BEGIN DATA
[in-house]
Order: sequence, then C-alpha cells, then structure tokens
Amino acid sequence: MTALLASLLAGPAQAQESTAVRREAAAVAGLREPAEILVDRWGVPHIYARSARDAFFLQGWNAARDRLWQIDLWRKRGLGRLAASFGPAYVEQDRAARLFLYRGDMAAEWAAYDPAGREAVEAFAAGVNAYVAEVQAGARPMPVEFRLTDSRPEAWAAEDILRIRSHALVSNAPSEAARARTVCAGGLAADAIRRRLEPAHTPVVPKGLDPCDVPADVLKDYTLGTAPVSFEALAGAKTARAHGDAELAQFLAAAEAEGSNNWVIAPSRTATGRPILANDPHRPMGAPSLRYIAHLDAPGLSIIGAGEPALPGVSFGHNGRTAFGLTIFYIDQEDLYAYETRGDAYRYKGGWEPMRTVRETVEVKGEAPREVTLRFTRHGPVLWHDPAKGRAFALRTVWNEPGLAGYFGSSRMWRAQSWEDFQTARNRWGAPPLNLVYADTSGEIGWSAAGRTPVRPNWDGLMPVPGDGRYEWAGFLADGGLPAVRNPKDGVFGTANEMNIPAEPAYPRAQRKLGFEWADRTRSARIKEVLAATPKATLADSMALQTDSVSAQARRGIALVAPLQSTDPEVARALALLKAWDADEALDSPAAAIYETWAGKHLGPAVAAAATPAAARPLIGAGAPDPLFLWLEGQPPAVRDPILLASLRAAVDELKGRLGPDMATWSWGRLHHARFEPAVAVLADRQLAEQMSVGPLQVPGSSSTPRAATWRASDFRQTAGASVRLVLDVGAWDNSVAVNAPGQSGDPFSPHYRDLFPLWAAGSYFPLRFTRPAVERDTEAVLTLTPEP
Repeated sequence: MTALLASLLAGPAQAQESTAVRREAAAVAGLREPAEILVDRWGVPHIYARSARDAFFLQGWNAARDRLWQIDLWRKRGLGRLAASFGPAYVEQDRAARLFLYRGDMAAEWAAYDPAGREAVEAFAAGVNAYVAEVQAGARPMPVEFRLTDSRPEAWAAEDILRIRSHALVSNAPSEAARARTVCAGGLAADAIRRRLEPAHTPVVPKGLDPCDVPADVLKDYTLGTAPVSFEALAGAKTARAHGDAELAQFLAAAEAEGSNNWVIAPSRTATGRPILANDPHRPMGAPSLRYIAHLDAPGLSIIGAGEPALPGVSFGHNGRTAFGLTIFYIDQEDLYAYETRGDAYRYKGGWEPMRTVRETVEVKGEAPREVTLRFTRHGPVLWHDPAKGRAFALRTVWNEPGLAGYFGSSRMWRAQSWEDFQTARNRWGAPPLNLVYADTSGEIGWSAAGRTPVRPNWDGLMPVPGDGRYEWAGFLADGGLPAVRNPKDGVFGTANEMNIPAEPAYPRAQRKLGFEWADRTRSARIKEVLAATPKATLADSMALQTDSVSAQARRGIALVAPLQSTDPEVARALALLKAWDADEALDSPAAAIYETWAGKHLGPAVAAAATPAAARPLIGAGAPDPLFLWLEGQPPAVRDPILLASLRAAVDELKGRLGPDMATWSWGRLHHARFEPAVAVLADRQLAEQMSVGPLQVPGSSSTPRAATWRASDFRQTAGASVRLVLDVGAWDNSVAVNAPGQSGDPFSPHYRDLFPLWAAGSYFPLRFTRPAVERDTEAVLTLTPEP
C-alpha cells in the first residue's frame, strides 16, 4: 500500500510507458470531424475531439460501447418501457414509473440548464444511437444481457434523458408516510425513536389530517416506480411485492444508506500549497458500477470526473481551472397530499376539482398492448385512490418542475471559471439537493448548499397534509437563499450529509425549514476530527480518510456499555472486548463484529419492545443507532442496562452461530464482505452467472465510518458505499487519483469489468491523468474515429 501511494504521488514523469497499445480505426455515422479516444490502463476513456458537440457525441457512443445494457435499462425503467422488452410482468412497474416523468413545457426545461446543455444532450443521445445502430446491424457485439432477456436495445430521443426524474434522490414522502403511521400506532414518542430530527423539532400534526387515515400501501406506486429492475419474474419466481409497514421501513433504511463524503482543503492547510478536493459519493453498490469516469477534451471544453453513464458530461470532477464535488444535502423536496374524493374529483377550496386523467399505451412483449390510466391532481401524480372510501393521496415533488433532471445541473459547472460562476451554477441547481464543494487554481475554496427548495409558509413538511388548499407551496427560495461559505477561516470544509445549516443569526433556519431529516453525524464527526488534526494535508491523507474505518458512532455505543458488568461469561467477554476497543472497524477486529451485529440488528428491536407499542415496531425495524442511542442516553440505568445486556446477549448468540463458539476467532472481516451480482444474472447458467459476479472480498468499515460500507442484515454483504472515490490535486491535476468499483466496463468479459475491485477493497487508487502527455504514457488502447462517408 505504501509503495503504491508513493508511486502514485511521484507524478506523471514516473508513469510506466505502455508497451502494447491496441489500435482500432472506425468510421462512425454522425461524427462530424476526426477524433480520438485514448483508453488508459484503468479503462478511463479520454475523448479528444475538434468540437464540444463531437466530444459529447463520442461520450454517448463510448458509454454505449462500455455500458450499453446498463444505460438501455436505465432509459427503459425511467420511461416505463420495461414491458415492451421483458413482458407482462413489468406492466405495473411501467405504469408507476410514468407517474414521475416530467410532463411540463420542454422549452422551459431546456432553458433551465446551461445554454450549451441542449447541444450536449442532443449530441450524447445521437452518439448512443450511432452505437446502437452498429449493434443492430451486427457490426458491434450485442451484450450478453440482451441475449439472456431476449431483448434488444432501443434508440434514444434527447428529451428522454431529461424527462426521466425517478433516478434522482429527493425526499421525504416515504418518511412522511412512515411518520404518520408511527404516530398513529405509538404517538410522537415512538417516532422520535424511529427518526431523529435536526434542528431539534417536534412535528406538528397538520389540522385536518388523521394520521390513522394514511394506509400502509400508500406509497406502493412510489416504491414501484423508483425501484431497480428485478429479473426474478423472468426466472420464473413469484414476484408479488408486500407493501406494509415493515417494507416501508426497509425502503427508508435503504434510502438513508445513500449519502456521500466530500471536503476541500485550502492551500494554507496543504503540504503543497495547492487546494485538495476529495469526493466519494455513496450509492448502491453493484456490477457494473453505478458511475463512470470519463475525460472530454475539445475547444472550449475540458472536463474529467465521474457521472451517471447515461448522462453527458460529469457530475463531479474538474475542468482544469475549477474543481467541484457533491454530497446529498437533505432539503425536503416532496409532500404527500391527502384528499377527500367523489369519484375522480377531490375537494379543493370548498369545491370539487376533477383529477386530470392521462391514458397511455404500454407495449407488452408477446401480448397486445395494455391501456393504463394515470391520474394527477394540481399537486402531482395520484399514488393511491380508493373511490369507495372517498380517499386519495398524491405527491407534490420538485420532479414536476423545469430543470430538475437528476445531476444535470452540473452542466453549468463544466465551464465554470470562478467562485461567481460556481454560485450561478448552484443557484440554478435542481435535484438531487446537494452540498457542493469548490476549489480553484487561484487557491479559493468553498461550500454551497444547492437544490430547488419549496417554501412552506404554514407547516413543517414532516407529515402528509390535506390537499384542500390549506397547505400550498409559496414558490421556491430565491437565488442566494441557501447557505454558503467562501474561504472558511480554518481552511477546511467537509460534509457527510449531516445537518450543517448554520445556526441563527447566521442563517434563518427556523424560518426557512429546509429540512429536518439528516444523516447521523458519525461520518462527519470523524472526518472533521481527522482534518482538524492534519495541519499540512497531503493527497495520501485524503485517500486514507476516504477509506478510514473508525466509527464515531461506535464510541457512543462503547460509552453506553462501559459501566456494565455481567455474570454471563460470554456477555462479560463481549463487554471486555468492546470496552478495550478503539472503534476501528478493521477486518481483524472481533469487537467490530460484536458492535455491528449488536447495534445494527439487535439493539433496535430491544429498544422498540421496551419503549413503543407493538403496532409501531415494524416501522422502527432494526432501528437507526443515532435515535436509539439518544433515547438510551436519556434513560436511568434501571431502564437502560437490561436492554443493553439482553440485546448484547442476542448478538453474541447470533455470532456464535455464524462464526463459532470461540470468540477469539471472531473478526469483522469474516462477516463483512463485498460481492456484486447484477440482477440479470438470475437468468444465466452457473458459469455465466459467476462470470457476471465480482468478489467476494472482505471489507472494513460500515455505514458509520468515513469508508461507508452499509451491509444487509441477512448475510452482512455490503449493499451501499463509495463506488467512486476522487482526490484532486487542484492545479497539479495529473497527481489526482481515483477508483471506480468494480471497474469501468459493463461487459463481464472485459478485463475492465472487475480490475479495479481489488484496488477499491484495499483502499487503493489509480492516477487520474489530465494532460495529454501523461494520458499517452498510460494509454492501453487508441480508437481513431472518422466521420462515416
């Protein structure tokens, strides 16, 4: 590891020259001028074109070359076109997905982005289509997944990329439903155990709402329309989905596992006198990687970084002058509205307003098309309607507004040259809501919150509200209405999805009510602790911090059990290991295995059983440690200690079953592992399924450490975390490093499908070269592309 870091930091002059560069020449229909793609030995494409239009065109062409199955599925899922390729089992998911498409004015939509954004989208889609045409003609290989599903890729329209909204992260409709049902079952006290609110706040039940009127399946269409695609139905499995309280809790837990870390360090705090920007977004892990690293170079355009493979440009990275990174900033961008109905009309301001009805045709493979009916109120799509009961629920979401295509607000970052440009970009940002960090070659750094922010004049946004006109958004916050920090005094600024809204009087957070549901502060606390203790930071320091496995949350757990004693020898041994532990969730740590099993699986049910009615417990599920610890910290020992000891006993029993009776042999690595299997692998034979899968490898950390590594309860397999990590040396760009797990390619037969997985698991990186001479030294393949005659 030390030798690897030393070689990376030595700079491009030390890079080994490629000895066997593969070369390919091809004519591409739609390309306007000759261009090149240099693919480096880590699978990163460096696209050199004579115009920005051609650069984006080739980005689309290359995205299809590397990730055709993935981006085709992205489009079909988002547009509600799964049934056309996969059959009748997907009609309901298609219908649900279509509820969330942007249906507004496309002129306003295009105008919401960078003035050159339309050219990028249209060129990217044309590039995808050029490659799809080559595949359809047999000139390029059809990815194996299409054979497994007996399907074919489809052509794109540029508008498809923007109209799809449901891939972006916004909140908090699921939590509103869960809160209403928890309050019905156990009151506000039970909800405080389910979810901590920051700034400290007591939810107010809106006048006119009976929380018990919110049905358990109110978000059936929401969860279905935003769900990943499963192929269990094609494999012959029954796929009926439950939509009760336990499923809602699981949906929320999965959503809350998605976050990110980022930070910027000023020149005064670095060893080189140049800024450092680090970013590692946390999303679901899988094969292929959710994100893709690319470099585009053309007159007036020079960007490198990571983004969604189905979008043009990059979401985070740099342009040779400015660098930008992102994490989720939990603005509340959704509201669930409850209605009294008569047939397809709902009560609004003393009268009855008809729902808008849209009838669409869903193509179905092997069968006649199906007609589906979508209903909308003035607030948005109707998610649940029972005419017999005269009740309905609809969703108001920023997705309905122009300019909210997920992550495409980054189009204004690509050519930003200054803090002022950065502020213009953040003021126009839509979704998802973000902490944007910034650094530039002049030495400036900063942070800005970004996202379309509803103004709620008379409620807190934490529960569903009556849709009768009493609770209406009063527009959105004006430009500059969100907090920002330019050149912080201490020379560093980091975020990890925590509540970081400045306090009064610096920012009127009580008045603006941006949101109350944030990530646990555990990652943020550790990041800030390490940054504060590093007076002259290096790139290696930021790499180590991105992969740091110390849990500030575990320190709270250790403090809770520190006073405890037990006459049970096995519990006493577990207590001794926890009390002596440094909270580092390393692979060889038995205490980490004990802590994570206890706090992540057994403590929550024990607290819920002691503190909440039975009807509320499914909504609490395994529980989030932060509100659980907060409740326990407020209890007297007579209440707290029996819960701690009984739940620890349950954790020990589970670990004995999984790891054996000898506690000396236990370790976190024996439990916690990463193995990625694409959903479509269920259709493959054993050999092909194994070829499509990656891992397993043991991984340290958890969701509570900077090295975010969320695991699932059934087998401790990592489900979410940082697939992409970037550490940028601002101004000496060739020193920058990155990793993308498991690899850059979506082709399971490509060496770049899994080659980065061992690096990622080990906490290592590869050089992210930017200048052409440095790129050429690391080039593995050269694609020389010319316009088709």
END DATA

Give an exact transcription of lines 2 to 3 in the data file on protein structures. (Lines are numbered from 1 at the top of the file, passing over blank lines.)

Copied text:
Order: sequence, then C-alpha cells, then structure tokens
Amino acid sequence: MTALLASLLAGPAQAQESTAVRREAAAVAGLREPAEILVDRWGVPHIYARSARDAFFLQGWNAARDRLWQIDLWRKRGLGRLAASFGPAYVEQDRAARLFLYRGDMAAEWAAYDPAGREAVEAFAAGVNAYVAEVQAGARPMPVEFRLTDSRPEAWAAEDILRIRSHALVSNAPSEAARARTVCAGGLAADAIRRRLEPAHTPVVPKGLDPCDVPADVLKDYTLGTAPVSFEALAGAKTARAHGDAELAQFLAAAEAEGSNNWVIAPSRTATGRPILANDPHRPMGAPSLRYIAHLDAPGLSIIGAGEPALPGVSFGHNGRTAFGLTIFYIDQEDLYAYETRGDAYRYKGGWEPMRTVRETVEVKGEAPREVTLRFTRHGPVLWHDPAKGRAFALRTVWNEPGLAGYFGSSRMWRAQSWEDFQTARNRWGAPPLNLVYADTSGEIGWSAAGRTPVRPNWDGLMPVPGDGRYEWAGFLADGGLPAVRNPKDGVFGTANEMNIPAEPAYPRAQRKLGFEWADRTRSARIKEVLAATPKATLADSMALQTDSVSAQARRGIALVAPLQSTDPEVARALALLKAWDADEALDSPAAAIYETWAGKHLGPAVAAAATPAAARPLIGAGAPDPLFLWLEGQPPAVRDPILLASLRAAVDELKGRLGPDMATWSWGRLHHARFEPAVAVLADRQLAEQMSVGPLQVPGSSSTPRAATWRASDFRQTAGASVRLVLDVGAWDNSVAVNAPGQSGDPFSPHYRDLFPLWAAGSYFPLRFTRPAVERDTEAVLTLTPEP